Changing notions of social cohesion

| September 8, 2021

Our basis for thinking about social cohesion in Australia continues to be embedded in traditional multiculturalism. It is yet to catch up with the digital world where cyberhate, foreign interference and violent extremism thrive.

Social cohesion combines with economic prosperity to drive a secure and resilient nation. The benefits are significant; reduced economic isolation and economic exclusion, and enhanced economic participation are just a few of them.

Inclusion and social cohesion have been described as the ‘the bonding between people and groups or “glue” that binds people in positive relationships’. These bonds are a commonly invoked theme in regional communities, but loneliness is increasing in our high-density cities. This is apparent as we navigate our way through the Covid-19 pandemic and the increasing concern that we’re becoming more distant as we deal with the resultant sensory overload.

The Australian Human Rights Commission defines social cohesion in the context of a society that ‘works towards the wellbeing of all its members, fights exclusion and marginalisation, creates a sense of belonging, promotes trust and offers its members the opportunity of upward mobility’.

Prime Minister Scott Morrison frames things differently. In his address to the OECD in June, he said our ‘economic model as market based economies, business led economies, is what enables social cohesion to be most successful’.

And he told participants at a multicultural roundtable last October that ‘if we focus on the things that actually enable communities to succeed and individuals to succeed, then multiculturalism and social cohesion is the by-product of that’. Morrison went on to emphasise that low English-language capability can be an impediment to economic and social participation.

This is a multicultural framing from the past but one that is consistently reinforced through the government’s immigration messaging.

The Scanlon Foundation’s Mapping social cohesion survey reports provide details of attitudes in Australia towards specific national groups. In the 2013 survey, 13% of respondents indicated negative views of Chinese nationals; by July 2020, the proportion had increased to 47%.

While negative views of Iraqi and Sudanese nationals were higher at 49% and 56%, the rise in negative views of Chinese nationals was considerable. It’s also significant that 60% of respondents to the July 2020 survey agreed that immigrants should be expected to adopt ‘Australian values’.

We know that the link between social cohesion and economic prosperity is strong. We experience it as second- and third-order impacts of defence spending, particularly in remote parts of the country, and we know how it can achieve ‘peace, stability and prosperity’ through a strengthened democracy and enhanced resilience.

However, some claim that aiming to achieve social cohesion sets up barriers to free speech.

Around 62% of Australians use social media daily. The small number of people and groups engaging in hate speech or messaging of an extreme or violent nature through Facebook, Twitter and other platforms know that they can have a fast and devastating impact. They’d argue that they are exercising their right of free speech.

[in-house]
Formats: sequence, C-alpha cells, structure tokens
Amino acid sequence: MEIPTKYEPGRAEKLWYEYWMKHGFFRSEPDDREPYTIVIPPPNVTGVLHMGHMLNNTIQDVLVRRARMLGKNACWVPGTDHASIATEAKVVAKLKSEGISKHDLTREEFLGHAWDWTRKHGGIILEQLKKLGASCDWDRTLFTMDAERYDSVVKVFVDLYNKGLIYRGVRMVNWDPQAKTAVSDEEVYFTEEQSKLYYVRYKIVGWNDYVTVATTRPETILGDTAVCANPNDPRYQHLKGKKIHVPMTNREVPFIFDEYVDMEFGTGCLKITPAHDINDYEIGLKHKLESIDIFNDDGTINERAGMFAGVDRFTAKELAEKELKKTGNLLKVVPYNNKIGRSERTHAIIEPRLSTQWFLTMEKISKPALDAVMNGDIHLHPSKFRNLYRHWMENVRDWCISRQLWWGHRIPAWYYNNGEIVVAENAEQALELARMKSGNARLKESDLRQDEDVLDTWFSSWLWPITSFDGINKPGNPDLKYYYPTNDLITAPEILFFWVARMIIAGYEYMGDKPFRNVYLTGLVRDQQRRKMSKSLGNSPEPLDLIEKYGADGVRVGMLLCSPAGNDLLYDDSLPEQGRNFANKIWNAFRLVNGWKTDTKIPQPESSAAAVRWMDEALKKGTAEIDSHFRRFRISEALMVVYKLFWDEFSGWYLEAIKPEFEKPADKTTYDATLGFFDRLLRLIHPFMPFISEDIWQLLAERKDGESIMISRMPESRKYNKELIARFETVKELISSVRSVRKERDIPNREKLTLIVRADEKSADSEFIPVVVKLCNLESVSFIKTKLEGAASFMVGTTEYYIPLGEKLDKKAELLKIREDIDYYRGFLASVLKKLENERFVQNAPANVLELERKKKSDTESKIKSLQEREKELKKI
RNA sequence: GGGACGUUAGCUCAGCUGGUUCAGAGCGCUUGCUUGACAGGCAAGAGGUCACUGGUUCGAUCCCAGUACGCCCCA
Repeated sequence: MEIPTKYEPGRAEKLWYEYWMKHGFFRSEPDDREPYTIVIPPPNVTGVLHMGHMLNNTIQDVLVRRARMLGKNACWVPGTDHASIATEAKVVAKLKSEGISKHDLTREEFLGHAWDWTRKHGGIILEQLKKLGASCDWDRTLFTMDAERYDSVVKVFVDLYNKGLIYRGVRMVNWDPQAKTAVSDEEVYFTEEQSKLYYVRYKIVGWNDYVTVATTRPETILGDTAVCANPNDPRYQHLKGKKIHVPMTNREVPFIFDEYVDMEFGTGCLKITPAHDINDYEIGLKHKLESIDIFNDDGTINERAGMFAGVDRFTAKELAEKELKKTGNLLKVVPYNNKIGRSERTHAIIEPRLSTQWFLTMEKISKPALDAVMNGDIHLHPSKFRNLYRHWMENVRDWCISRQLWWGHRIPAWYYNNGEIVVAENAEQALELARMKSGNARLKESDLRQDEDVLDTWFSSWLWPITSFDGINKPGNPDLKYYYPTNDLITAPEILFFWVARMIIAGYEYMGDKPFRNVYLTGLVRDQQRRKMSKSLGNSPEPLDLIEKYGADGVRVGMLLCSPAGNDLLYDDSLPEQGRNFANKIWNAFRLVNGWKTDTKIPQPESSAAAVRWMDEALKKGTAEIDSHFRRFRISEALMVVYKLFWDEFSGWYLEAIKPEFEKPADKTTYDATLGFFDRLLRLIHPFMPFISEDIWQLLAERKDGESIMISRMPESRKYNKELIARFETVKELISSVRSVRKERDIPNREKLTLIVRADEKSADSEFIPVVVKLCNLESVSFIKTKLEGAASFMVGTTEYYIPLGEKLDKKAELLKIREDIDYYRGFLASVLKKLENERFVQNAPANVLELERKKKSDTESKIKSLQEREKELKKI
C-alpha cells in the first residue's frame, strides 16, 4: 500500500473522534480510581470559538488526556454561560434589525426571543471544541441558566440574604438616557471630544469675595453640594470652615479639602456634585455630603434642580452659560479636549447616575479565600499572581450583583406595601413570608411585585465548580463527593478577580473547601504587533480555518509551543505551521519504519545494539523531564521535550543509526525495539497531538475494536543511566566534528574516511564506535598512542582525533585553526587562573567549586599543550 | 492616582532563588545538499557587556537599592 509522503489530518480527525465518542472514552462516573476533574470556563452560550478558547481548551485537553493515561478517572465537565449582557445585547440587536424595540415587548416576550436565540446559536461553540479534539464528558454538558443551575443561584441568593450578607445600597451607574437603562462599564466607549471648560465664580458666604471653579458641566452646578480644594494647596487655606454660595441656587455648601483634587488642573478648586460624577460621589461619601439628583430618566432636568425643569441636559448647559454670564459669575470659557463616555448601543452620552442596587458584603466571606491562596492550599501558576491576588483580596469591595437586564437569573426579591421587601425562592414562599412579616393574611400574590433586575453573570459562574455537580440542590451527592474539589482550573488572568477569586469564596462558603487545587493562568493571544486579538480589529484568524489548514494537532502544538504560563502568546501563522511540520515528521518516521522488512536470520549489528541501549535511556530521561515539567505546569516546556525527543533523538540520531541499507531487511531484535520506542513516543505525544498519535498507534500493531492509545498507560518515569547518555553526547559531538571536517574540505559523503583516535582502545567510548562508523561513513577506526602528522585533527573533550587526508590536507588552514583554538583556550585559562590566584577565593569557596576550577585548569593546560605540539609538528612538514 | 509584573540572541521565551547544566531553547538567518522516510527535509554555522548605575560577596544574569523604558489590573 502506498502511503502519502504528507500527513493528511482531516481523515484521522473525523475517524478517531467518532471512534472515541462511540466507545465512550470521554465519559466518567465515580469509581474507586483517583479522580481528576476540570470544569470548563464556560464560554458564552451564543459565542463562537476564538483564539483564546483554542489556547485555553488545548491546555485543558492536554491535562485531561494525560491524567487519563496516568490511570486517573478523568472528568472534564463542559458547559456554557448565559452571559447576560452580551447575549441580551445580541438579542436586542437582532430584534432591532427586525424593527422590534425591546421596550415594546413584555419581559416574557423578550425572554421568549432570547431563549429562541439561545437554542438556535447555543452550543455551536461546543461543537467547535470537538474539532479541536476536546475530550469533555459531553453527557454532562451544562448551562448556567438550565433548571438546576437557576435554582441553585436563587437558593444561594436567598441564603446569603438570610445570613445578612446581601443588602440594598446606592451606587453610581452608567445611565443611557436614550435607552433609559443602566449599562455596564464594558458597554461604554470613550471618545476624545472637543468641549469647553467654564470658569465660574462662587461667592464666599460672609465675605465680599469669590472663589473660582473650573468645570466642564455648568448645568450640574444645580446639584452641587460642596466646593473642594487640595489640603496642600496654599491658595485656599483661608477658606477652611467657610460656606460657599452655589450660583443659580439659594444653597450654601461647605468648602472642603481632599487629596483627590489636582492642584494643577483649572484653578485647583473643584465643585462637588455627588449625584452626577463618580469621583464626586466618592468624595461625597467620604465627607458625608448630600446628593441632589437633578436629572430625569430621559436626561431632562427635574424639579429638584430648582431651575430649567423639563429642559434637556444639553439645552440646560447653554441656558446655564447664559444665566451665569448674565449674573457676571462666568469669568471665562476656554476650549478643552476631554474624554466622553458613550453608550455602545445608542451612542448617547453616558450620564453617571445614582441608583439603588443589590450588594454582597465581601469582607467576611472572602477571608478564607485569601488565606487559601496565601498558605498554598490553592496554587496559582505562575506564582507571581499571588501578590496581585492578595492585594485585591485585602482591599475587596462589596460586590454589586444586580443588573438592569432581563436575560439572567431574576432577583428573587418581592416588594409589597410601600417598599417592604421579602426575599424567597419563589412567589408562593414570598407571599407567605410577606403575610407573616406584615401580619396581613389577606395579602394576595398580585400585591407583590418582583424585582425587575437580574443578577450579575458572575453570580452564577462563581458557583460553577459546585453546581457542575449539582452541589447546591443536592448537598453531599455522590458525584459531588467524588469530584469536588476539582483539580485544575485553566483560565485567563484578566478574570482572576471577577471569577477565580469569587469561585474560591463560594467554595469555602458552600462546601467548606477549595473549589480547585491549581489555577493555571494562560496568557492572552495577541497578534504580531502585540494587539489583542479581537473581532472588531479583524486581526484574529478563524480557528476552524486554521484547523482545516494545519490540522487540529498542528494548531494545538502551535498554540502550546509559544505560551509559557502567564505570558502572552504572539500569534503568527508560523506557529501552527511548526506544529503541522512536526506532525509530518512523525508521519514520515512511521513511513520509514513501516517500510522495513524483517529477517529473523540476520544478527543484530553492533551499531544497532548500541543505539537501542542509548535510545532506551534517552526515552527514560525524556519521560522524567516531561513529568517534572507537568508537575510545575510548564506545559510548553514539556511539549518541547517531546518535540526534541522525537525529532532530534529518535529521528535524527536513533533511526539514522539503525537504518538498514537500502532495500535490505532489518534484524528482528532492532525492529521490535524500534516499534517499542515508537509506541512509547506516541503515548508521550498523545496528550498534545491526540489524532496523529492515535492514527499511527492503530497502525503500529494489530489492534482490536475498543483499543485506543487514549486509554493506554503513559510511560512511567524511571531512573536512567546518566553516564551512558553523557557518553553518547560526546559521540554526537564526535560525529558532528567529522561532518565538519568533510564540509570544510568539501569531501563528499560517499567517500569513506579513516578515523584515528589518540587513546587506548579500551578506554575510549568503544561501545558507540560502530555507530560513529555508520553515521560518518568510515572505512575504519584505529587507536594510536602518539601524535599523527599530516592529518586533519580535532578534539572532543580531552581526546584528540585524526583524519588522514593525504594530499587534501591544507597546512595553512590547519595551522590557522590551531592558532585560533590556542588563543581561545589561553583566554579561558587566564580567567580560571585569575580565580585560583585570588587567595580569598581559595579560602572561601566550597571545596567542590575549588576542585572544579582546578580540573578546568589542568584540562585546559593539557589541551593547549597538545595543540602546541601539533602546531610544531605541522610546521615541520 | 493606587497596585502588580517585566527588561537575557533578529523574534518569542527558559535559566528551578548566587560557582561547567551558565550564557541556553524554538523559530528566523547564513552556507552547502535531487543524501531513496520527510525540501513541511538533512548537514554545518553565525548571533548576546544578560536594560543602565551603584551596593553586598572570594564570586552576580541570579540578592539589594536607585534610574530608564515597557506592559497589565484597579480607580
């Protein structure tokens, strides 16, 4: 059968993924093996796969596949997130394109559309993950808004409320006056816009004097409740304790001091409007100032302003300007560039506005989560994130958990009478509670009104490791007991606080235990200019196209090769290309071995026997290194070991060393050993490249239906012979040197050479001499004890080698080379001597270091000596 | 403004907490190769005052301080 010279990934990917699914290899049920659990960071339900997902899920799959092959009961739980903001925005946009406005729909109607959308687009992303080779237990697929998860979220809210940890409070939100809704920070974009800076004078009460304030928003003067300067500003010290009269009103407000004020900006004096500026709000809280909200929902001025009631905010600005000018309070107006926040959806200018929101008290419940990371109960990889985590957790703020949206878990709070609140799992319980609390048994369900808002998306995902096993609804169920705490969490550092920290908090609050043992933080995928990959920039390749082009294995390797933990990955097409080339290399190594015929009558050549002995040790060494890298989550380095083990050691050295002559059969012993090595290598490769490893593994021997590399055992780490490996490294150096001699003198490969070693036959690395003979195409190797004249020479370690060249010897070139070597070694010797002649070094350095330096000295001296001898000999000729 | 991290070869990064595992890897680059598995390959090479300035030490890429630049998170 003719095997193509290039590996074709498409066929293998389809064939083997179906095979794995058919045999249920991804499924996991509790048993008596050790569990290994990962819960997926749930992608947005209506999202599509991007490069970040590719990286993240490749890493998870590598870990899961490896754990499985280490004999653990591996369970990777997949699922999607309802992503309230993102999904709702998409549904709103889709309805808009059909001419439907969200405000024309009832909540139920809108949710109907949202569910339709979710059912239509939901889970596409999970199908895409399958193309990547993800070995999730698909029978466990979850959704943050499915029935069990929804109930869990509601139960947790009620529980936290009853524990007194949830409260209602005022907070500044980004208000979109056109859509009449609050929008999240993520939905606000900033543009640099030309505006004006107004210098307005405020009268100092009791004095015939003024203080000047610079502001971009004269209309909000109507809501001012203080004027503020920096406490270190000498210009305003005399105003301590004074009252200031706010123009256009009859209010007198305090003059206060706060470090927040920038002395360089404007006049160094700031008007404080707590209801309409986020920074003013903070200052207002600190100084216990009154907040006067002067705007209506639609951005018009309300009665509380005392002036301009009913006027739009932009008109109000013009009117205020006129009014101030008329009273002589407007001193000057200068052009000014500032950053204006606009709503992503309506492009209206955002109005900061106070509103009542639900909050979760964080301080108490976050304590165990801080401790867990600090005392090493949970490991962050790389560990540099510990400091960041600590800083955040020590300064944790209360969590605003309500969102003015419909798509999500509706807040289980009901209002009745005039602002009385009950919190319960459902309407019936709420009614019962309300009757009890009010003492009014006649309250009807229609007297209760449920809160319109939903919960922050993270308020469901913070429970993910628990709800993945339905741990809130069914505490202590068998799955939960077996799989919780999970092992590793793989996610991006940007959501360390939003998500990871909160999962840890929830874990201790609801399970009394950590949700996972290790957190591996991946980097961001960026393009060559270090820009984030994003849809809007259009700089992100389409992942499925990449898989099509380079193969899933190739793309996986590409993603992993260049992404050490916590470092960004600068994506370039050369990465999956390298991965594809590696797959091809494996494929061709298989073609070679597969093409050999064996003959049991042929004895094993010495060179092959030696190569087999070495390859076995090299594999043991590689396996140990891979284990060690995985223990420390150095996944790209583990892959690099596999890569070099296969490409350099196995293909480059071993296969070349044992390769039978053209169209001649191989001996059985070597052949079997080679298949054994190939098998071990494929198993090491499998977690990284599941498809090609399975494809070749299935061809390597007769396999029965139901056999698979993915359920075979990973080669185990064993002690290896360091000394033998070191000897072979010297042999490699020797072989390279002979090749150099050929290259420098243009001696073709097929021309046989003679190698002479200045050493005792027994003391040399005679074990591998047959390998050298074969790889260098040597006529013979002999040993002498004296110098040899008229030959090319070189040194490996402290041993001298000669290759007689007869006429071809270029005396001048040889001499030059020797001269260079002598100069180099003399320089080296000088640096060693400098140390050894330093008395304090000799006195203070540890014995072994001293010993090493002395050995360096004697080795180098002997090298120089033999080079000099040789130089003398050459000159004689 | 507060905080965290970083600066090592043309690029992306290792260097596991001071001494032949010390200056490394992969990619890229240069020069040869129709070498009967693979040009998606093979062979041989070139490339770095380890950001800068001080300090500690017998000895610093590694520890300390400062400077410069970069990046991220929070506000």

Violent extremism is on the rise and more visible given the ease of engagement in a digital world. Extreme messaging is reaffirmed through online ‘echo chambers’ and can desensitise individuals to violent messages and extreme ideology and imagery.

However, Australia also continues to link social cohesion with countering violent extremism programs. In fact, these programs are generally described as ‘broad-based social cohesion measures through to rehabilitation of terrorist offenders’.

ASPI’s Danielle Cave and Jake Wallis recently highlighted that disinformation and cyber-enabled foreign interference target the fissures of social cohesion in democracies. They acknowledged recent efforts to rebuild capability to counter foreign interference but said governments are struggling with a ‘different set of complicated challenges from online attribution and enforcement, to protecting citizens from harassment and threats from foreign actors’.

The Australian Human Rights Commission has posed the question about whether it’s possible for democratic societies to ‘contain diverse populations while still maintaining harmony’. The ultimate goal, of course, is to (at least) maintain, if not enhance, social cohesion.

So how should Australia frame social cohesion now and into the future? And how do we ensure that it is prioritised in its own right and not merely included as an input to economic prosperity?

ASPI’s John Coyne noted recently in The Strategist that governments need to ‘develop a social-cohesion initiative dealing directly with the divisive impacts of increased economic inequality as well as the compromises made in responding to Covid-19’.

An alternative view is offered by Andrew Markus in research he carried out with the Scanlon Foundation which outlined five domains for social cohesion in Australia. They are ‘belonging’ to build pride, ‘worth’ to provide satisfaction, ‘social justice and equity’ to give economic opportunity, ‘participation’ for political engagement, and ‘acceptance and rejection’ as setting levels of discrimination.

While these domains provide an opportunity to measure social cohesion beyond the traditional multicultural dimensions, they don’t provide guidance on how much ‘free speech’ is appropriate and helpful for a democratic society.

This article was published by The Strategist.

SHARE WITH:

Leave a Comment